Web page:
Markets rip, bond yields dip, and the Fed finally makes a dovish flip.
US stocks surged to the edge of all-time highs on easing financial conditions backed by dovish Fed speak. The S&P 500 was up 11.7% in Q4 despite starting the quarter with a -2.1% decline in October. Reversals in both treasury yields and Fed language regarding the timing of rate cuts helped kickstart a nine-week rally of consecutive gains in November. The rally pushed the S&P to a 26.3% return for the year with the index finishing within a 0.5% of its record high. The strongest quarter of performance for the year was also the broadest. Both the cyclically-oriented Dow Jones Index and the tech-heavy Nasdaq outperformed the S&P and small cap stocks finally outperformed large caps by over 3%.
The market tries to broaden but the Magnificent 7 party keeps going.
After failing to get behind the velvet rope of the Magnificent 7 club for three quarters, the Other 493 stocks decided to have a bullish block party of their own. However, the Magnificent 7 enjoyed the block party as well with all but two stocks in the group registering returns above the S&P’s 11.7%. The resilience of this mega cap tech block continues to call into question the notion of a broadening market after what was an especially narrow 2023. For the year, the median return for stocks in the S&P 500 was 16% less than the aggregate index return – that’s the largest gap since the tech bubble of the late 1990’s.
Disinflation and financial easing give Fed confidence to pivot.
Compounding sources of economic optimism propelled bonds higher in the fourth quarter. Multiple readings of price levels showed the lowest rates of growth since 2021 suggesting that inflation may finally be slowing. Financial conditions eased significantly over the last two months of the year as bonds rallied and treasury yields fell. As a result, messaging from the Fed became notably more dovish culminating with Fed Chair Powell’s December admission that the board has pivoted towards the idea of rate cuts in 2024.
Outlook: Once more with feeling…
Considering that few, if any, market pundits predicted the hefty returns of 2023, perhaps it is more constructive to make observations instead of forecasts. Fed trajectory is much more certain which could be a bullish tailwind for 2024. However, interest rate cuts have not only been widely predicted and confirmed by Fed governors, but they’ve also been priced into the market. Many of the exciting themes of 2023 (think Artificial Intelligence, Obesity drugs) will require companies to show proof that investments can turn into earnings. Speaking of earnings, slowing inflation is good for consumers but reduces pricing power and margin growth for companies. While the magnitude of returns in 2024 may be hard to predict, investors’ willingness to continue paying a premium for last year’s optimism will likely determine the market’s trajectory.
Fixed Income Overview
A November to Remember
Through October, the bond market was staring at a 3rd consecutive year of negative returns as the momentum of a strong economy continued, leading to a persistent hawkish sentiment in the market. However, a dovish pivot took place in November which led to a huge turnaround and a quarterly return from the Bloomberg Aggregate of +6.8%. This brought the YTD return up from negative territory to a gain of +5.5%. The November return alone of +4.5% was the largest monthly gain since May 1985.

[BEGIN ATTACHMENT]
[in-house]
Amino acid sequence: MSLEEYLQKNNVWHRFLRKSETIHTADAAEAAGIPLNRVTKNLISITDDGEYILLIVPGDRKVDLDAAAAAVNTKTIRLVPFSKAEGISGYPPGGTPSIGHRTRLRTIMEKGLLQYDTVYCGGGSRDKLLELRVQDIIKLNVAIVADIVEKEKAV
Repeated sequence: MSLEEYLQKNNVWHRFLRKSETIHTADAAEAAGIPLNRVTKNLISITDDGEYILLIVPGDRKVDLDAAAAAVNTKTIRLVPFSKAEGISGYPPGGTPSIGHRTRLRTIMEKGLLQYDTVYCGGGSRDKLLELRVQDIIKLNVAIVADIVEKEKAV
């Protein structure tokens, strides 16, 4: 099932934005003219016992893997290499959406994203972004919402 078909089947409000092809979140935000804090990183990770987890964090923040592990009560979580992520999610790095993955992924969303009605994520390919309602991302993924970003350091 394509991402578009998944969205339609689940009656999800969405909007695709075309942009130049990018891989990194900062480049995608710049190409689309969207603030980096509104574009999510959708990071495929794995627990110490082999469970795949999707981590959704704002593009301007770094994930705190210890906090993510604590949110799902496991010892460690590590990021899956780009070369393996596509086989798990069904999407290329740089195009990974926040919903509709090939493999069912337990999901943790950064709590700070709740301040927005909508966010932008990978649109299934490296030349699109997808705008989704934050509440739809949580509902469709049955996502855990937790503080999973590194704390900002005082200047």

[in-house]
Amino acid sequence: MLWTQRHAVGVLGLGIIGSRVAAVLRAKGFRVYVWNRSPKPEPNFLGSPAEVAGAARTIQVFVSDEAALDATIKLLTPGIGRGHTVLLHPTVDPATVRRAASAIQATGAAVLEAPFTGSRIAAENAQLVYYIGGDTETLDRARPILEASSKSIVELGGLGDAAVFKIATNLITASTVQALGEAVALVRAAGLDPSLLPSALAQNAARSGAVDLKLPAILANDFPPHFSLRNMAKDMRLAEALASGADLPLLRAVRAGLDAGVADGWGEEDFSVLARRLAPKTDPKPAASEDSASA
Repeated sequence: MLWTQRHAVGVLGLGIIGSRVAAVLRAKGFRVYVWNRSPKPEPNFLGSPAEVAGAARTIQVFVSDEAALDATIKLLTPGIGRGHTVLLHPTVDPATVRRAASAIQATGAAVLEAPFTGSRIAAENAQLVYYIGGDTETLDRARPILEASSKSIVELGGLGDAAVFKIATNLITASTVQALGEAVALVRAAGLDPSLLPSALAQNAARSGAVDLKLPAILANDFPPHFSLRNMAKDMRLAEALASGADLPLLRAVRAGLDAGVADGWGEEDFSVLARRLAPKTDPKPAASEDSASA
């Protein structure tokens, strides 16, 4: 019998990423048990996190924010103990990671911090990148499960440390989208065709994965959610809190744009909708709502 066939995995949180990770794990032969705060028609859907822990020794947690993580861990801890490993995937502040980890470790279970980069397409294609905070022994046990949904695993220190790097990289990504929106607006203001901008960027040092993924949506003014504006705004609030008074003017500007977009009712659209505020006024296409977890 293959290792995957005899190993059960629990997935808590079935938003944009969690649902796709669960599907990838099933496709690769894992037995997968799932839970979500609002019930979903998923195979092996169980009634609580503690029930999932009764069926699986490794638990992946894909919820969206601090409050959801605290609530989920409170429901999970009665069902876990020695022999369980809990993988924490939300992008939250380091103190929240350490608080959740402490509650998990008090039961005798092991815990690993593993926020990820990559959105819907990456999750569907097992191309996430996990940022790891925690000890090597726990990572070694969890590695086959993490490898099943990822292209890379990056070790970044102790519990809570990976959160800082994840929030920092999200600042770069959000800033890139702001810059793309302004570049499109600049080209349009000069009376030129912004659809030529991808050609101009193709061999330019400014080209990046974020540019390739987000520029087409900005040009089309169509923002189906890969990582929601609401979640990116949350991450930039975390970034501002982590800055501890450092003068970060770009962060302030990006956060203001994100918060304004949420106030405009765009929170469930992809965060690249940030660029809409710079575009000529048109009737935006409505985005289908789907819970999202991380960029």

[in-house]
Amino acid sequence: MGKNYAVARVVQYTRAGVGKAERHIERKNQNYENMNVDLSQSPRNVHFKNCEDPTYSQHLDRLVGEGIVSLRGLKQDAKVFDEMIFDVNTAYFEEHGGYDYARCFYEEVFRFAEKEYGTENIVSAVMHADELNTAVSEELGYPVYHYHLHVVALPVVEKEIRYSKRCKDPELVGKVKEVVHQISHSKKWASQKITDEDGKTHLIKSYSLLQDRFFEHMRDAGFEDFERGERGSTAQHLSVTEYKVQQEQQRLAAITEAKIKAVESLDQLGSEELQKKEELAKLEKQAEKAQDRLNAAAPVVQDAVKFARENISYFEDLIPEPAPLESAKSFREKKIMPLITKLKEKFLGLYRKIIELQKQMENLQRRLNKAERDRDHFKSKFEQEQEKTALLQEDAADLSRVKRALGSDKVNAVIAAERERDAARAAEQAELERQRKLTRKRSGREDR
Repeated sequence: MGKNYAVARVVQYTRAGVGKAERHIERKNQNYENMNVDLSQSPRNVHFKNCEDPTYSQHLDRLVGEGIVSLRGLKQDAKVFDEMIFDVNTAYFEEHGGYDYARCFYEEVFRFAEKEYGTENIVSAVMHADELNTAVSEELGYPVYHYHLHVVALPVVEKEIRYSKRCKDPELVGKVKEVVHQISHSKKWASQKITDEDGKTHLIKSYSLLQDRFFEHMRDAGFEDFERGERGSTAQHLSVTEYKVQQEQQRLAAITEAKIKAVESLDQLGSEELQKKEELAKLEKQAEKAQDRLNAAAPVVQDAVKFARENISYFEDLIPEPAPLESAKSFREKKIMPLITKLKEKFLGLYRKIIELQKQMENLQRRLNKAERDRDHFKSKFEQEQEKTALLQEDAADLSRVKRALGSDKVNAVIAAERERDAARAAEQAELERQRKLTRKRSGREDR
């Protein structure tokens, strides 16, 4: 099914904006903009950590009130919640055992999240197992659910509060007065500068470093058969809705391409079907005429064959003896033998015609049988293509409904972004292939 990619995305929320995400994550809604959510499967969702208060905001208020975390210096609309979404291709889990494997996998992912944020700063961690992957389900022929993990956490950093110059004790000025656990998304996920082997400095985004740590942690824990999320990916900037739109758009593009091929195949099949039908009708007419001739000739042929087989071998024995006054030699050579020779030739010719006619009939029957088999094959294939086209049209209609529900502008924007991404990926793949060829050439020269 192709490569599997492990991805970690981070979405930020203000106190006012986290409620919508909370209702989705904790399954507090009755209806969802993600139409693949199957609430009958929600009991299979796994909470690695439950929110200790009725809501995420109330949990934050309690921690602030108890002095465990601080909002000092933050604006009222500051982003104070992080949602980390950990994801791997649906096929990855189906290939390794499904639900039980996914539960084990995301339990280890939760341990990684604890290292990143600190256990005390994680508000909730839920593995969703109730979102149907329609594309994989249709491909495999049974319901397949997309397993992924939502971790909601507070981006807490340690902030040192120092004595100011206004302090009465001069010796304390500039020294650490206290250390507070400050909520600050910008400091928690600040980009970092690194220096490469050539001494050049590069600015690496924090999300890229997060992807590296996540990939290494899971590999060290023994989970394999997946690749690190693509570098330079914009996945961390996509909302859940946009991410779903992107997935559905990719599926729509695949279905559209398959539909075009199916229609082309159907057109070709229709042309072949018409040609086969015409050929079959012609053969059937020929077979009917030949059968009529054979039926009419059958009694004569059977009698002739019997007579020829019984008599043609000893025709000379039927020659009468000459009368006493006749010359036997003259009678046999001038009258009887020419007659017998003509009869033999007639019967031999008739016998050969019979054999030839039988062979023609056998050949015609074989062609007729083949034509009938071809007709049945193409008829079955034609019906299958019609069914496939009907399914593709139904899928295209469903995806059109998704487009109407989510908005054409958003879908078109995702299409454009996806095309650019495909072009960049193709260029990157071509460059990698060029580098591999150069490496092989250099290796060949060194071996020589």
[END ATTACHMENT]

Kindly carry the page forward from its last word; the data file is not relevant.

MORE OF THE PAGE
Prior to the pivot, the 10-year Treasury peaked at 4.99% in mid-October. As the idea of a soft landing in 2024 became more realistic, the market started to price in further rate cuts, eventually getting to the point of pricing in six rate cuts for the upcoming year. This differs from the Fed’s current view on rate movements, which has three forecasted cuts for 2024. The Treasury market rallied in accordance with this mindset and the 10- Year ended the year over 100bps lower than its peak, at 3.88%. For the quarter, most of the Treasury curve rallied with the 2-Year down 79bps and 30-Year down 67bps.
In line with the substantial rally in most risk assets during the quarter, corporate bond spreads tightened by 21bps, with much of the movement occurring in November and December. This brings corporate bond spreads back to levels not seen since the early stages for the Fed tightening cycle in 2022.
The premise of a soft landing implies that the substantial monetary policy tools used by the Fed were successful, completing their goal of driving down inflation and keeping the economy afloat. Recent indicators look positive on the inflation front as CPI YOY was 3.1% in November, down significantly from its peak of 9.1% in June (chart 1). The labor market has also remained strong, gaining over 225k jobs each month on average (chart 2) and estimates of U.S. GDP growth are around 2.5%.
2023 was a year of unpredictability and 2024 should be no different. Many risks remain that could derail the recent outlook of a soft landing, including geopolitical risks and policy errors leading to a recession and/or higher inflation. However, with the rise of interest rates over the last 2 years, fixed income established itself as an attractive asset class on a stand-alone basis for the first time in a while. And the appeal of the asset class was vindicated with the returns seen in the 4th quarter. While yields are down from their peaks, they remain high relative to recent years and many opportunities still exist to earn solid returns in a high-quality bond portfolio.
Opinions expressed herein are subject to change.